3 min

When a friend tests positive

Being there when bad news comes

Though learned like a shot to the head, I can’t shake the feeling of loss. When a close friend choked back tears and told us that it wasn’t shinggela but HIV that had caused the diarrhea, my heart felt like it fell to the ground.

I couldn’t think of anything appropriate to say. All the clichéd speeches rushed to my mind but my heart couldn’t will me to say anything. A real-life nightmare had just begun and there was no way of waking up.

This was the waking life.

Another friend said what needed to be said. We’d be there for him, we love him. There was no other way to react. How is it possible to un-love someone on the spot? It was the second time he had had to come out and, like the first time, the anticipation was greater than the task, he said.

I wanted to rush to him and give him a hug. It was my way of falsely comforting myself. I remained seated. I smiled; it probably came out as a sympathetic smile. My problem with sympathy is that unless acted on, it is empty, useless and unnecessary.

After the shock had worn off, I tried to get back to the mood before the second coming-out. I didn’t have luck; all the things I wanted to say felt unimportant. I asked if he knew who had given it to him. He nodded. My boyfriend asked if it was during the trip he had last gone on. He nodded.

He told us that his main concern was that he would end up alone. My boyfriend said he always has us. He said of course, but he had meant finding a partner. I added that having a partner isn’t the same as having friends, but also it doesn’t mean you will never feel alone. I asked him if he would have considered dating people who were positive before he had been tested. No, he replied. Now he has this whole new door to open and get into, I added. On second thought it would have probably been better to think it rather than to say it. He said it was a nice try.

I apologized. He asked us to not go around telling everyone. If we could respect his decision to let people know on his own time. We nodded.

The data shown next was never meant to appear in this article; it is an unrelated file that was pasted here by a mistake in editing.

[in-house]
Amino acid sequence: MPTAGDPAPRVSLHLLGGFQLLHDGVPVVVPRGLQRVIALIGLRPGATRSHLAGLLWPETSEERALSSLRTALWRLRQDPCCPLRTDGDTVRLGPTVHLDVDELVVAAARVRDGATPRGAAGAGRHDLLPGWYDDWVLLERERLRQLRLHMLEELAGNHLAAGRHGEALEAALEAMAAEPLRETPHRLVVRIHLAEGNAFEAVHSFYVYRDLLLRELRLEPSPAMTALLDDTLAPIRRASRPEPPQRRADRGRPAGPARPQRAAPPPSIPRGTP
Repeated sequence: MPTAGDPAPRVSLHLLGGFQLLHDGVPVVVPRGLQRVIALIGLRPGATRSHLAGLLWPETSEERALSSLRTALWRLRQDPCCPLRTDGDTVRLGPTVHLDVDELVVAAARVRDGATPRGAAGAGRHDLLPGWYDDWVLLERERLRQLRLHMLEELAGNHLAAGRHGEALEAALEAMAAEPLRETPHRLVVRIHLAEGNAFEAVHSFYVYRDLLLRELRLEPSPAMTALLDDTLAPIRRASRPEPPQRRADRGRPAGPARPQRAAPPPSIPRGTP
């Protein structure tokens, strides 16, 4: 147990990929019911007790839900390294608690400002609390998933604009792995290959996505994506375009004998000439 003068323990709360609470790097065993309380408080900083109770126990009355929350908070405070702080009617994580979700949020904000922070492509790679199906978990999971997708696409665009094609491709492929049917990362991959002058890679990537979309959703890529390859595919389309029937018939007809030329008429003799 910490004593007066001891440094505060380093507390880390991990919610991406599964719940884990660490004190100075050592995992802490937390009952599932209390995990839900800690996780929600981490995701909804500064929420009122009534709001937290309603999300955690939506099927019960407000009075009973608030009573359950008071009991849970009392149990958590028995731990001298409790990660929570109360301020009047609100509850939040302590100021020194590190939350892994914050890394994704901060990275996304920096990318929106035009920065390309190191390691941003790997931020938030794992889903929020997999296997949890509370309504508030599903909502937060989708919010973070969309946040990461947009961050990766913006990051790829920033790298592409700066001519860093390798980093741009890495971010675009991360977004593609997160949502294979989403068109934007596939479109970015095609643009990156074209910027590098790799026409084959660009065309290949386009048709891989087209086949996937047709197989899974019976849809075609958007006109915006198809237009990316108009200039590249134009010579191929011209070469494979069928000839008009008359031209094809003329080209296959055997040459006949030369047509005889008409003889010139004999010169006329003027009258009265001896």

I had not seen this coming. When my friend had invited us to dinner at his place I thought that he had good news to share. I was thinking a trip somewhere. Or a new person to meet. Does anybody ever think they’re going to an HIV coming-out party? Anyway, this was unexpected. I was woken out of my thoughts when my boyfriend hit me on the leg and asked if we should go. I nodded.

He said he’d walk us up the hill. He walked a block with us and said good-night. I hugged him and said that I usually don’t hug. He said I must have felt uncomfortable. I smiled. He hugged my boyfriend with more ease. I vowed to never treat him differently.

We waved each other off and walked under the darkness of November. The walk home was silently filled with sighs. Something had changed and it will never be the same.

Similar thoughts kept flowing through our minds. When we got home we kept saying the same things over and over. HIV doesn’t go away. You can’t wake up and forget about it. I may be wrong but all I could wonder about was what it was like to be reminded of death every day.

For the next two weeks, my first thoughts were always of my friend and the horror. It might not be the politically correct thing to say, but I just wondered about the hell he must have felt. Eventually I would think of it with less severity as my own life has a way of upstaging anybody else’s.

My friend that night had asked us to help him get back into “normal” life. He also explained his sudden distancing from us and said he was tired of hiding. That night he told us he was ready to get back to life.

When the mood felt right, we all went dancing.

At the club, where everything stays the same, the music sounded different. The crowd felt like it was ready to party. We all got caught up in mood and the drinks helped. Not much of a dancer, my friend stayed off the dance floor. I stood with him most of night. Not enough to make him feel like I was treating him differently of course.

We didn’t say much to each other; this time the silence was from the comfort of knowing that, no matter what, we’d be there for each other. Some of us managed to get him on to the dance floor, where he shuffled his feet left to right for a song or two. I mostly sat it out, watching my group of friends smiling and laughing like everything was alright.

I couldn’t help but wonder what would happen when his body gets weak. Then he was done dancing. He asked why I didn’t go dance. It wasn’t the right song I responded. He leaned in and said, “I needed this, thank you.” I smiled and turned back to face the dance floor.

Maybe the feeling of loss will never really settle. Would I want it to? Isn’t it just a reminder to be more aware of each other? If I really knew what it meant to live every day as if it were my last, would I not be better off?

Maybe I should ask my friend.